Did you recently celebrate a big birthday, move, or get married? Now could be the perfect time to switch and save on auto insurance costs. Big life changes, like those outlined here, can significantly impact your car insurance rates. These are the times you should explore changing policies to get the most cost-efficient coverage.
If you have a teen driver in your household, you probably experienced a huge increase in insurance premium when they started driving, due to their lack of driving experience. However, car insurance premiums tend to decrease with age, so as you or someone on your policy ages beyond 25, expect lower rates. It could be worthwhile to shop around and see which provider can offer you the most affordable rates for your age range. For example, see Progressive’s average annual rates by age group below.
||Change in average annual rate from Progressive (9/20-8/21)
||Percent change from previous age group
|17 and under
Maybe you got into an accident and are now considered a high-risk driver. If so, you might want to switch to a nonstandard insurer like Acceptance or National General. On the other hand, if a ticket or at-fault accident is no longer on your driving record, you may be able to get lower rates. It all depends on your driver classification.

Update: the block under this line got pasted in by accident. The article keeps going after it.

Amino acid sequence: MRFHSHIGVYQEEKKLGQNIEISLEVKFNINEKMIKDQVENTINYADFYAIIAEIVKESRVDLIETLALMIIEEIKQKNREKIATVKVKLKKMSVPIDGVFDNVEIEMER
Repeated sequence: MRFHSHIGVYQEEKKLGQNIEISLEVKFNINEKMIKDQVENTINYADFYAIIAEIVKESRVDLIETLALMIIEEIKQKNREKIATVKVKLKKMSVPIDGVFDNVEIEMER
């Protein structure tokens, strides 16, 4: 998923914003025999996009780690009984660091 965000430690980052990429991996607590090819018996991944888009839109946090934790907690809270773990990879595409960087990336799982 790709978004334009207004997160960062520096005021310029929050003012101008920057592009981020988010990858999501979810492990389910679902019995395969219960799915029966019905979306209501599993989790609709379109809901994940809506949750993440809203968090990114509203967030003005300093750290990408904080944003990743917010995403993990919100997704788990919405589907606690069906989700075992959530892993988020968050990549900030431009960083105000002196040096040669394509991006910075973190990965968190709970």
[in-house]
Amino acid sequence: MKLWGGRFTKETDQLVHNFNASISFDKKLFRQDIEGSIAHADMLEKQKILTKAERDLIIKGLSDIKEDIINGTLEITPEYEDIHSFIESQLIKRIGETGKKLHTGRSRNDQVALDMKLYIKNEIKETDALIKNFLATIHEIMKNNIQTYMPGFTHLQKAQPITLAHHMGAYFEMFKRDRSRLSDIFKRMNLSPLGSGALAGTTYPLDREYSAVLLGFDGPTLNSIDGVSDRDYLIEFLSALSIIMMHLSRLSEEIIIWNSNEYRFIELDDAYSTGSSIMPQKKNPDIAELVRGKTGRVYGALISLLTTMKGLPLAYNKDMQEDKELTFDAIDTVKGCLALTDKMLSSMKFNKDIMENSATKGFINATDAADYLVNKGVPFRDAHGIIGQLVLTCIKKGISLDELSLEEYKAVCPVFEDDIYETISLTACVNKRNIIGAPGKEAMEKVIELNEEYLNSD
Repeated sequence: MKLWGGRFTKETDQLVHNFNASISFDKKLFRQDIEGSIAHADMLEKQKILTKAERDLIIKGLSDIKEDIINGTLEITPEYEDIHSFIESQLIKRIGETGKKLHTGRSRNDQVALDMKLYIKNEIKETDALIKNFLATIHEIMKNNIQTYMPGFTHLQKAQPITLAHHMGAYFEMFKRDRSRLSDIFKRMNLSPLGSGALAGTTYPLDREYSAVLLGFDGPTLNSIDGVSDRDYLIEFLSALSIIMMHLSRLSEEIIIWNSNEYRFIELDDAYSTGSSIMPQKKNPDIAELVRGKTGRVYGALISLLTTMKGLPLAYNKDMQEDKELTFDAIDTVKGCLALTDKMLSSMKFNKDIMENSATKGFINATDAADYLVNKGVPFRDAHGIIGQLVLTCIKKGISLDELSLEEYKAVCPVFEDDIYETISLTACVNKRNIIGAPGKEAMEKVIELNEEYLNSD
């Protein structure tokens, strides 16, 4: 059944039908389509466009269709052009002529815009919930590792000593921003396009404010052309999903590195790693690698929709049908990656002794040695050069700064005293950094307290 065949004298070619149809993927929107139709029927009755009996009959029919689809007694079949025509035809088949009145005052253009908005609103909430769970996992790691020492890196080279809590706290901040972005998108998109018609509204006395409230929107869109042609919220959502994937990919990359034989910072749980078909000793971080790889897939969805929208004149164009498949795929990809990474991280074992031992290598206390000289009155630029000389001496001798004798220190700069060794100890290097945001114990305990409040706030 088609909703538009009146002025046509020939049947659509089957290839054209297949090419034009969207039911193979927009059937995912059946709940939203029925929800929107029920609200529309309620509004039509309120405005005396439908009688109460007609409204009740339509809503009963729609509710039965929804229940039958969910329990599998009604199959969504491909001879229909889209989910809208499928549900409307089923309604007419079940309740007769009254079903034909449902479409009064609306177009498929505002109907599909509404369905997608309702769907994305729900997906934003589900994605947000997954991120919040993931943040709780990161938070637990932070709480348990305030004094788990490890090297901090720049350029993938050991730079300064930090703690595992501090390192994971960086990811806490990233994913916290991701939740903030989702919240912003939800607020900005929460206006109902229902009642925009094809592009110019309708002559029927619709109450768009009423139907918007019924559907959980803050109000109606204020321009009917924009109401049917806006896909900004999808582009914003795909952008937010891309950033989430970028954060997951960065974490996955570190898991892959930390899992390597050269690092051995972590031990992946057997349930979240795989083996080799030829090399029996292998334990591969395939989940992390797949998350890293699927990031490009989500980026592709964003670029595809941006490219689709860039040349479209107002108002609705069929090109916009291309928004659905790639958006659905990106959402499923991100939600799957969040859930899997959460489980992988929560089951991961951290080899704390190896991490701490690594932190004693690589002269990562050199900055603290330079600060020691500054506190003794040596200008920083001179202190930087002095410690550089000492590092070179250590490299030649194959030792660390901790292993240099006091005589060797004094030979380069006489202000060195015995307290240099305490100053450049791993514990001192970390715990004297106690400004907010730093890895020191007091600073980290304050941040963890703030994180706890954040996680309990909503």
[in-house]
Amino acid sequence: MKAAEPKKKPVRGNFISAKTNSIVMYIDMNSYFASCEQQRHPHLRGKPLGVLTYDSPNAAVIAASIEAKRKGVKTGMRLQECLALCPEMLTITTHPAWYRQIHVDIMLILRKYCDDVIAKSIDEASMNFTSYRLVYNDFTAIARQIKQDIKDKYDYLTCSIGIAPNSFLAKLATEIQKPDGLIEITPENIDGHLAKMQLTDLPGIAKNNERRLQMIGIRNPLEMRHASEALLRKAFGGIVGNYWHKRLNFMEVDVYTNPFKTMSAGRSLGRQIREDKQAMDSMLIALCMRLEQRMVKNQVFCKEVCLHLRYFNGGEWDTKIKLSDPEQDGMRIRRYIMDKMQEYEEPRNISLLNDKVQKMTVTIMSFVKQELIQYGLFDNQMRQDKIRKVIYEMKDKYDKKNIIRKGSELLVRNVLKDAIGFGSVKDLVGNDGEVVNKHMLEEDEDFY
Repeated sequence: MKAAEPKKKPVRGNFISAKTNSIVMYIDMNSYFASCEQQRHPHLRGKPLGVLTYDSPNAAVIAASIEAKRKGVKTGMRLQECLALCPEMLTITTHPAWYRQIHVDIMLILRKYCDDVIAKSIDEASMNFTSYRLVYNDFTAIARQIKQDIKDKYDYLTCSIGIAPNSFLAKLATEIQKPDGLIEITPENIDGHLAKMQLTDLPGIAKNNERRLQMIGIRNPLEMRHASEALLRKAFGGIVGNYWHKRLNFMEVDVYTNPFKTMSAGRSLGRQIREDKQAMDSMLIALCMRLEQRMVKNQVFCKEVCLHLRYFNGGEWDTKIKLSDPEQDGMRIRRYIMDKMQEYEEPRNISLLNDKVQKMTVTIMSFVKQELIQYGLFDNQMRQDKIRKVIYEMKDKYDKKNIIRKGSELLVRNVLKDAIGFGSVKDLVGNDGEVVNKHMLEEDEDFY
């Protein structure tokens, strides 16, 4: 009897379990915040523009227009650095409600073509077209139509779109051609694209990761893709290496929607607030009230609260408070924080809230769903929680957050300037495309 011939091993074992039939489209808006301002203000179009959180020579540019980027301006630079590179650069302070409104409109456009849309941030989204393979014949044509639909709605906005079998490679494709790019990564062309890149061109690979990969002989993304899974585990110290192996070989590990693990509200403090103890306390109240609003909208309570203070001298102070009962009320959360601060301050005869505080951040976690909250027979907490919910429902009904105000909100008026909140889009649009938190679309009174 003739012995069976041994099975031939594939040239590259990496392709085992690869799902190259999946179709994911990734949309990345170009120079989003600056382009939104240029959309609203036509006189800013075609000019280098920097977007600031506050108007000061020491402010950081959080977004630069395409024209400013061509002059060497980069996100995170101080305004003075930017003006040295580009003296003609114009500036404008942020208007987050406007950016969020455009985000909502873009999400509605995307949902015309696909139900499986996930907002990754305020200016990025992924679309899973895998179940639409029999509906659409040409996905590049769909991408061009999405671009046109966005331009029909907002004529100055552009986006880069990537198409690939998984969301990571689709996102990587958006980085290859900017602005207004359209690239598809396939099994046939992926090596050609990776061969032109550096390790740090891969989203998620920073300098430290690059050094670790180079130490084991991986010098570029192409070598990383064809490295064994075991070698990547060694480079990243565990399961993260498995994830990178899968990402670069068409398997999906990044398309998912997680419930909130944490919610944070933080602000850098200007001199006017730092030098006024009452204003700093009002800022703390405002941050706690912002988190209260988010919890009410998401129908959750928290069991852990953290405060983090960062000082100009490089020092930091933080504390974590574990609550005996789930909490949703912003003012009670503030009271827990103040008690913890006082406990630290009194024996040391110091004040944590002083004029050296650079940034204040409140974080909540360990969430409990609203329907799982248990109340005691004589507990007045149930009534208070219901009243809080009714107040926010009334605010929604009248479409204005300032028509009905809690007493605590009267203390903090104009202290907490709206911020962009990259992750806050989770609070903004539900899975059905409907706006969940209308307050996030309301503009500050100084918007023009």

In most states, insurers can take credit score into account when determining a driver’s car insurance costs. As a result, if your credit score increases significantly, it’s worth seeing if insurance providers can offer you a lower rate than what you’re paying currently.
Note that some states prohibit car insurance companies from taking credit scores into account. In Michigan, Massachusetts, California, and Hawaii, for example, they can’t use credit scores to determine prices at all, so a change in credit score won’t affect your rates in these states. Otherwise, if you have poor credit, get car insurance quotes without credit checks.
Believe it or not, around 60 percent of car insurance companies vary their rates based on a person’s level of education. The more education you have, the lower the insurance premiums you’ll pay, as studies show more educated people are less likely to perform risky driving behaviors and get into accidents. In the same vein, more education generally translates to a higher income, which can also mean lower premiums.2
If you completed college, you can save anywhere from $300 to $600 per year on car insurance compared to if you graduated from high school only. Finished high school only? You could save $300 compared to someone who dropped out.